Normally, relaying is based on the domains listed with the RELAY_DOMAIN mc macro (The RELAY_DOMAIN mc macro on page 269) or in the file specified by the RELAY_DOMAIN_FILE mc macro (The RELAY_DOMAIN_FILE mc macro on page 269) or on the domains allowed to relay in the access database. When sendmail checks to see whether a domain should be allowed to relay, it interprets each domain as a top-level domain. For example, if RELAY_DOMAIN listed the following entry, or if the RELAY_DOMAIN_FILE file contained the following entry:


all the following domains would also match that single domain entry:


As an alternative, you can have sendmail interpret each name as the literal name of a host. If you prefer this second method, you can enable it by declaring the relay_hosts_only feature like this:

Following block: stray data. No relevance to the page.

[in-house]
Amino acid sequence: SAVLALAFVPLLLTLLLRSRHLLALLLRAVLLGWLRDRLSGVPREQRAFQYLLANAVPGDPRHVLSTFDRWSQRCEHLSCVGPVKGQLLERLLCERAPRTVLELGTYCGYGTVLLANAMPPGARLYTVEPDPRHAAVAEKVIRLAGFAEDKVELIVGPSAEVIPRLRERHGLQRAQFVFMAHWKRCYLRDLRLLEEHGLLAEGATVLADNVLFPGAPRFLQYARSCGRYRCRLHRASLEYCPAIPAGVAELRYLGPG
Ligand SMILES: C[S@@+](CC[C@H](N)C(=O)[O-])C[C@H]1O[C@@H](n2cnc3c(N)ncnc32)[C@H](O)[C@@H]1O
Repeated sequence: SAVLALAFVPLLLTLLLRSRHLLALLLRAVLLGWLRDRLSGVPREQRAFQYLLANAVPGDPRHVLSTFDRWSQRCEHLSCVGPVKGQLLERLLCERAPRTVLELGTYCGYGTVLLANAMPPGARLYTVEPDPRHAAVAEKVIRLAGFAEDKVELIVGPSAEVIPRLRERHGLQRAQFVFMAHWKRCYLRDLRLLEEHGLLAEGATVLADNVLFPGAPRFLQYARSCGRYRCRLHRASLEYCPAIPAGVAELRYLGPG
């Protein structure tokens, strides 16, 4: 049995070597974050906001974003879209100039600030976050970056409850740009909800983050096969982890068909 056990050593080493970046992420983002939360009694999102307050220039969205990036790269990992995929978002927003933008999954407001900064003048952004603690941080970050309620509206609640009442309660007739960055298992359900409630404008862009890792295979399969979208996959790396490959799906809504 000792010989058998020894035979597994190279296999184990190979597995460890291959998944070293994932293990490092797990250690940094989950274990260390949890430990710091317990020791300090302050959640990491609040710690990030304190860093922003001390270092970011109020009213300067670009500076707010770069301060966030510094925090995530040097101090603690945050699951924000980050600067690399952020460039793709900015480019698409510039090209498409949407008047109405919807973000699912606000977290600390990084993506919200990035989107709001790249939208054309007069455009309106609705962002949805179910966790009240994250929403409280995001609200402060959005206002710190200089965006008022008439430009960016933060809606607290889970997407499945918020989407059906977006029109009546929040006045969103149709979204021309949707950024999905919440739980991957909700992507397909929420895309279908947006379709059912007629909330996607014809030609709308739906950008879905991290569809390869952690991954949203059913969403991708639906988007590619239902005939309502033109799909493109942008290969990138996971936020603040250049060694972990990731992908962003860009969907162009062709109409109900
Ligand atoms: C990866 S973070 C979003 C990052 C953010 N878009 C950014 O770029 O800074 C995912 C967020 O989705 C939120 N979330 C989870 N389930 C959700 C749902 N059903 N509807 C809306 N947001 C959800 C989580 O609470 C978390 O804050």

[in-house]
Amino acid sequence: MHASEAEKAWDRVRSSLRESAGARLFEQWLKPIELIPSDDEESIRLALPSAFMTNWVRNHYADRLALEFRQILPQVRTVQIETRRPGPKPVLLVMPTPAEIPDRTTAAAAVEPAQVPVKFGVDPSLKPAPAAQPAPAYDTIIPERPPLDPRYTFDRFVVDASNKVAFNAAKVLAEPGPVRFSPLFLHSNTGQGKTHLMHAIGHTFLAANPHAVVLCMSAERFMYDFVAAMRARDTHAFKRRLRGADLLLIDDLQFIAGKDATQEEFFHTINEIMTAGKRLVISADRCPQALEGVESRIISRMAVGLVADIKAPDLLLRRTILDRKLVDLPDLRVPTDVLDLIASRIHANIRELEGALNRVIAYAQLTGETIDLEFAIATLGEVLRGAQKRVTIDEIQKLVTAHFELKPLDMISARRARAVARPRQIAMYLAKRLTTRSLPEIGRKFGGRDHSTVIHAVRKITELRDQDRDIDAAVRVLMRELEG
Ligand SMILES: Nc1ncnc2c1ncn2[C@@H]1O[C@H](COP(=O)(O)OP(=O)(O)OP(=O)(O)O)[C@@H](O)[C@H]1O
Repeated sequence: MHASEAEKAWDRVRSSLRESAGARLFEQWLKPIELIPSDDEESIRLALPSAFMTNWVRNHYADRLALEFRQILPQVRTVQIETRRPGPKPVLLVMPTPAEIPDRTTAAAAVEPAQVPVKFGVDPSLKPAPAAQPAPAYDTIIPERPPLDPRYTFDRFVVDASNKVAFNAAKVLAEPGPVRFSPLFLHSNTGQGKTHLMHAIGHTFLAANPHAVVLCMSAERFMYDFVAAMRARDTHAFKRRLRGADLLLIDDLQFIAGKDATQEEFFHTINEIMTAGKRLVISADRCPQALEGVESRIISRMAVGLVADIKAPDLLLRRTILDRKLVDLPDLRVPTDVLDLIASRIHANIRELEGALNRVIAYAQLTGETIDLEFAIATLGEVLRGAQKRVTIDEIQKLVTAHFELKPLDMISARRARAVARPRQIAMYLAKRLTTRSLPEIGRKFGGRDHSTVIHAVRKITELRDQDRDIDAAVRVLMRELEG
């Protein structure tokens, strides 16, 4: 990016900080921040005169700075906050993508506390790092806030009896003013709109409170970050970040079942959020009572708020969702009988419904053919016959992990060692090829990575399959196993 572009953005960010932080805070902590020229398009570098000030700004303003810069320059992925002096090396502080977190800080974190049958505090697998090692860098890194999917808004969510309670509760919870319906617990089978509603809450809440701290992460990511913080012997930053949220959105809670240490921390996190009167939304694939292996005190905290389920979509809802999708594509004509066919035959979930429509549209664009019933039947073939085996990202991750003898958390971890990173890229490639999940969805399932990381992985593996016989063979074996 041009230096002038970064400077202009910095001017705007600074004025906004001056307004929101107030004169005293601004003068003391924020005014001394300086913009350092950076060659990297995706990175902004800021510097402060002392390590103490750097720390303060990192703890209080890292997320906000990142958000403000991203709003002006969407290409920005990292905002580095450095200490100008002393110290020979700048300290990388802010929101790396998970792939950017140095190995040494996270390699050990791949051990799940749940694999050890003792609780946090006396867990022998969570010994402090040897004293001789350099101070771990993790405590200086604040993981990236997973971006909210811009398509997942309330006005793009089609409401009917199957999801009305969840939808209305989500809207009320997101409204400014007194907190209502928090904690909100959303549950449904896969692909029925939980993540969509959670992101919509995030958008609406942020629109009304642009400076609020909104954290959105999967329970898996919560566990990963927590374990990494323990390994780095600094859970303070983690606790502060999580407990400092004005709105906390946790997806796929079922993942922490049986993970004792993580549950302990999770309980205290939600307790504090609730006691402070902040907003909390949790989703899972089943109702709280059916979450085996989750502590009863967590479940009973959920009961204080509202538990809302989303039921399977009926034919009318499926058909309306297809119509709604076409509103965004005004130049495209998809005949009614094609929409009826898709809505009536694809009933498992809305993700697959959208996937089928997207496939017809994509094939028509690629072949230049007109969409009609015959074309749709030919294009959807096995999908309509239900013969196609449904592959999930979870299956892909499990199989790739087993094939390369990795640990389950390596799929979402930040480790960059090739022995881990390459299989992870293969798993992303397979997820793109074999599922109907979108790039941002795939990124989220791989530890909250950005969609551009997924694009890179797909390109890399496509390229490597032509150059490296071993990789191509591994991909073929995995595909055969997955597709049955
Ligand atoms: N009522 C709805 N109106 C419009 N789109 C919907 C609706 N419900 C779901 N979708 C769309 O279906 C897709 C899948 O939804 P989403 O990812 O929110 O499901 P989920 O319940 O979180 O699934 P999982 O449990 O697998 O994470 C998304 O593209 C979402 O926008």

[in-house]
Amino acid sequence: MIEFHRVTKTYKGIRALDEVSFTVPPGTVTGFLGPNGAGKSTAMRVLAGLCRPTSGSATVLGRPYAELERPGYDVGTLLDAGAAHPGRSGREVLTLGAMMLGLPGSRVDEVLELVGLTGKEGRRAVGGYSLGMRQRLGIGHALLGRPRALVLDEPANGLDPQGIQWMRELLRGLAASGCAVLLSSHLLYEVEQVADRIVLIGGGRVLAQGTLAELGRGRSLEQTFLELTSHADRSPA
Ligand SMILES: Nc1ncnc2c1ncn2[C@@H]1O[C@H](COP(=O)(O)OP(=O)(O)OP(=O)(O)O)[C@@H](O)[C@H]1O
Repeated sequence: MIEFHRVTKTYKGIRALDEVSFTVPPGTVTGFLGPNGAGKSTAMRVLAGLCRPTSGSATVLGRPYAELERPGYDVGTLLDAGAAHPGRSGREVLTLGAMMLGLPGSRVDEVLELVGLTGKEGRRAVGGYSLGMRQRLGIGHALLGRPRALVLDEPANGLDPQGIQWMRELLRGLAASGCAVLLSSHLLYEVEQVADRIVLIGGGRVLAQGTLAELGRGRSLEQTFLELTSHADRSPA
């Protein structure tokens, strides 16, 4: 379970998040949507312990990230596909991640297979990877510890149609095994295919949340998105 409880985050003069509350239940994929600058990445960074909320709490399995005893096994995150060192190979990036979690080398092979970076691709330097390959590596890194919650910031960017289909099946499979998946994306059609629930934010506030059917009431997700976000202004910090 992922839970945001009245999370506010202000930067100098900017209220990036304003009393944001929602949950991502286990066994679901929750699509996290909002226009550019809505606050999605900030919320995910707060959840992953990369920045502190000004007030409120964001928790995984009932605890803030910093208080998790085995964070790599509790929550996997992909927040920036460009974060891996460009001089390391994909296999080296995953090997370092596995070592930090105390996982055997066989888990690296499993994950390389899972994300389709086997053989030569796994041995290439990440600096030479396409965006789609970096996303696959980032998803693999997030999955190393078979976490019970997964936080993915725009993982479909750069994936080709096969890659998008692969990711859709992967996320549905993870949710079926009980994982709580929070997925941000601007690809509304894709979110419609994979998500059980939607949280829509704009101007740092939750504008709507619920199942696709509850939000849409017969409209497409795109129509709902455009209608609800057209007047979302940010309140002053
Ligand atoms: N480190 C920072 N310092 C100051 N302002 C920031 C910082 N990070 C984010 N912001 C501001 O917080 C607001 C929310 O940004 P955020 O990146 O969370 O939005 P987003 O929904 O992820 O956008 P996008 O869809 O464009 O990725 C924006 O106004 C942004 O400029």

With this feature declared, sendmail will compare the sending host to the list of hosts, and to hosts looked up in the access database, on a host-by-host basis. For example, if the RELAY_DOMAIN defined the following:


only a host named sub.domain would be allowed to relay. Another host—say, hostB.sub.domain—would not be allowed to relay unless it too was listed, or OK’d by the access database.

Clearly this feature gives you more control over who can and cannot relay. It can be of value at a site that is populated by some network printers and some Unix machines. The file specified by RELAY_DOMAIN_FILE ...

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